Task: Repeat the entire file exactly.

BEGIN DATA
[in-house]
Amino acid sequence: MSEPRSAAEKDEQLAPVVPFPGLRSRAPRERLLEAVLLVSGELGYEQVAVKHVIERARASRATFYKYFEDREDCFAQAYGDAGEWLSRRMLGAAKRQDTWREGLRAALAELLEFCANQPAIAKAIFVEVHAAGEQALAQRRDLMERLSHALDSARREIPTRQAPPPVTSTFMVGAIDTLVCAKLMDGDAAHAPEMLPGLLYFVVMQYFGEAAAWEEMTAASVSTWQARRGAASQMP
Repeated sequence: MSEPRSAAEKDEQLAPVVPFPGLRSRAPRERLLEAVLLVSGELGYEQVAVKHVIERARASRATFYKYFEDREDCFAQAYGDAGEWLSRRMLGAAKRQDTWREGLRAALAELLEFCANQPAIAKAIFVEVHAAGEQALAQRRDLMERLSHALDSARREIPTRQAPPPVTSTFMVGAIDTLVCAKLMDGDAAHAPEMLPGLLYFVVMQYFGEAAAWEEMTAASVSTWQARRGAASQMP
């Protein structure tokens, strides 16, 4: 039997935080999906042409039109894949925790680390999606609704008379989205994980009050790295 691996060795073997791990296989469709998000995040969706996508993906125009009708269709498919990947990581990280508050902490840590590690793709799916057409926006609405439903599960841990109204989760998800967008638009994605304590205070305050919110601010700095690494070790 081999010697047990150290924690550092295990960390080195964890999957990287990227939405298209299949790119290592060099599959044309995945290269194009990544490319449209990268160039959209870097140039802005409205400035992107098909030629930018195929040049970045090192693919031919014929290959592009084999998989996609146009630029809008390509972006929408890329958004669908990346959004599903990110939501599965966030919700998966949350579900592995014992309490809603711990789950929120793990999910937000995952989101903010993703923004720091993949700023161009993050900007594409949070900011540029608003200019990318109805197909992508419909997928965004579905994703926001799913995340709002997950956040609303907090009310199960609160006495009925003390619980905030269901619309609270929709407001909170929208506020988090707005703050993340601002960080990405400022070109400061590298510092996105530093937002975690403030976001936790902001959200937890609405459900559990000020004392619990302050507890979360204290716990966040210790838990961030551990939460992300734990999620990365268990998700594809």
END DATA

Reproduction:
[in-house]
Amino acid sequence: MSEPRSAAEKDEQLAPVVPFPGLRSRAPRERLLEAVLLVSGELGYEQVAVKHVIERARASRATFYKYFEDREDCFAQAYGDAGEWLSRRMLGAAKRQDTWREGLRAALAELLEFCANQPAIAKAIFVEVHAAGEQALAQRRDLMERLSHALDSARREIPTRQAPPPVTSTFMVGAIDTLVCAKLMDGDAAHAPEMLPGLLYFVVMQYFGEAAAWEEMTAASVSTWQARRGAASQMP
Repeated sequence: MSEPRSAAEKDEQLAPVVPFPGLRSRAPRERLLEAVLLVSGELGYEQVAVKHVIERARASRATFYKYFEDREDCFAQAYGDAGEWLSRRMLGAAKRQDTWREGLRAALAELLEFCANQPAIAKAIFVEVHAAGEQALAQRRDLMERLSHALDSARREIPTRQAPPPVTSTFMVGAIDTLVCAKLMDGDAAHAPEMLPGLLYFVVMQYFGEAAAWEEMTAASVSTWQARRGAASQMP
């Protein structure tokens, strides 16, 4: 039997935080999906042409039109894949925790680390999606609704008379989205994980009050790295 691996060795073997791990296989469709998000995040969706996508993906125009009708269709498919990947990581990280508050902490840590590690793709799916057409926006609405439903599960841990109204989760998800967008638009994605304590205070305050919110601010700095690494070790 081999010697047990150290924690550092295990960390080195964890999957990287990227939405298209299949790119290592060099599959044309995945290269194009990544490319449209990268160039959209870097140039802005409205400035992107098909030629930018195929040049970045090192693919031919014929290959592009084999998989996609146009630029809008390509972006929408890329958004669908990346959004599903990110939501599965966030919700998966949350579900592995014992309490809603711990789950929120793990999910937000995952989101903010993703923004720091993949700023161009993050900007594409949070900011540029608003200019990318109805197909992508419909997928965004579905994703926001799913995340709002997950956040609303907090009310199960609160006495009925003390619980905030269901619309609270929709407001909170929208506020988090707005703050993340601002960080990405400022070109400061590298510092996105530093937002975690403030976001936790902001959200937890609405459900559990000020004392619990302050507890979360204290716990966040210790838990961030551990939460992300734990999620990365268990998700594809």